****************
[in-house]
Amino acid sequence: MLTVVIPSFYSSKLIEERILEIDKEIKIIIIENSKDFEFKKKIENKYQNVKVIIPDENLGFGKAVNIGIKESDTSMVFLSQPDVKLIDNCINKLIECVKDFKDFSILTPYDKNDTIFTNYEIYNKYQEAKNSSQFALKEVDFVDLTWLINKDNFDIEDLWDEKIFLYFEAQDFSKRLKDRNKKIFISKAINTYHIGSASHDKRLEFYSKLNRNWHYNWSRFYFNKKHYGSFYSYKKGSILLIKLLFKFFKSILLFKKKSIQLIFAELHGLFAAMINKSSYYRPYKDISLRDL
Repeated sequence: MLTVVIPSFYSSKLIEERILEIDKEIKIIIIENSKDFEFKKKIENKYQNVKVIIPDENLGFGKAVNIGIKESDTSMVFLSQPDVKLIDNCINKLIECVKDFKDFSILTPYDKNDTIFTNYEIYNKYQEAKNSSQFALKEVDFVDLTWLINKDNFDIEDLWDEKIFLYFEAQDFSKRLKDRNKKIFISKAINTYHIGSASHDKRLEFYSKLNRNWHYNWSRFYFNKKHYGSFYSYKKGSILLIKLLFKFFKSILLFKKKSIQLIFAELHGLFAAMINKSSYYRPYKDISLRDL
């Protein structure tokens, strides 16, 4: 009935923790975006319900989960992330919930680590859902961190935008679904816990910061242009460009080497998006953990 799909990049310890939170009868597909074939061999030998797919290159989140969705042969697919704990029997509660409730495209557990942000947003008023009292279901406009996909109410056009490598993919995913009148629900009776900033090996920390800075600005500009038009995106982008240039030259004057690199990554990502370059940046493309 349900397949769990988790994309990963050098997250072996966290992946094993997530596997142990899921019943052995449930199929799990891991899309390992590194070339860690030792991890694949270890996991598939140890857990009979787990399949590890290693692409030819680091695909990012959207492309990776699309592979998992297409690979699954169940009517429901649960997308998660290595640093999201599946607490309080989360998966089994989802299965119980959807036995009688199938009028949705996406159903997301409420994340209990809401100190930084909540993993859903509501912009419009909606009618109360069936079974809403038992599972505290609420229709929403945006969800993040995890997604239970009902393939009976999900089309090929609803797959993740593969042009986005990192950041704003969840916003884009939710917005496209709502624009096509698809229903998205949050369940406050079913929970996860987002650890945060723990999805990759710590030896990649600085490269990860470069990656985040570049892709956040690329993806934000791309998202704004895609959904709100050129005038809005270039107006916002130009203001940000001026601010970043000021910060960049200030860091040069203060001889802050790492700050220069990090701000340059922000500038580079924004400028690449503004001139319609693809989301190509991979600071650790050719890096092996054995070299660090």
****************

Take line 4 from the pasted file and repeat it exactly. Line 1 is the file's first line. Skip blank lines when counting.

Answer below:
């Protein structure tokens, strides 16, 4: 009935923790975006319900989960992330919930680590859902961190935008679904816990910061242009460009080497998006953990 799909990049310890939170009868597909074939061999030998797919290159989140969705042969697919704990029997509660409730495209557990942000947003008023009292279901406009996909109410056009490598993919995913009148629900009776900033090996920390800075600005500009038009995106982008240039030259004057690199990554990502370059940046493309 349900397949769990988790994309990963050098997250072996966290992946094993997530596997142990899921019943052995449930199929799990891991899309390992590194070339860690030792991890694949270890996991598939140890857990009979787990399949590890290693692409030819680091695909990012959207492309990776699309592979998992297409690979699954169940009517429901649960997308998660290595640093999201599946607490309080989360998966089994989802299965119980959807036995009688199938009028949705996406159903997301409420994340209990809401100190930084909540993993859903509501912009419009909606009618109360069936079974809403038992599972505290609420229709929403945006969800993040995890997604239970009902393939009976999900089309090929609803797959993740593969042009986005990192950041704003969840916003884009939710917005496209709502624009096509698809229903998205949050369940406050079913929970996860987002650890945060723990999805990759710590030896990649600085490269990860470069990656985040570049892709956040690329993806934000791309998202704004895609959904709100050129005038809005270039107006916002130009203001940000001026601010970043000021910060960049200030860091040069203060001889802050790492700050220069990090701000340059922000500038580079924004400028690449503004001139319609693809989301190509991979600071650790050719890096092996054995070299660090």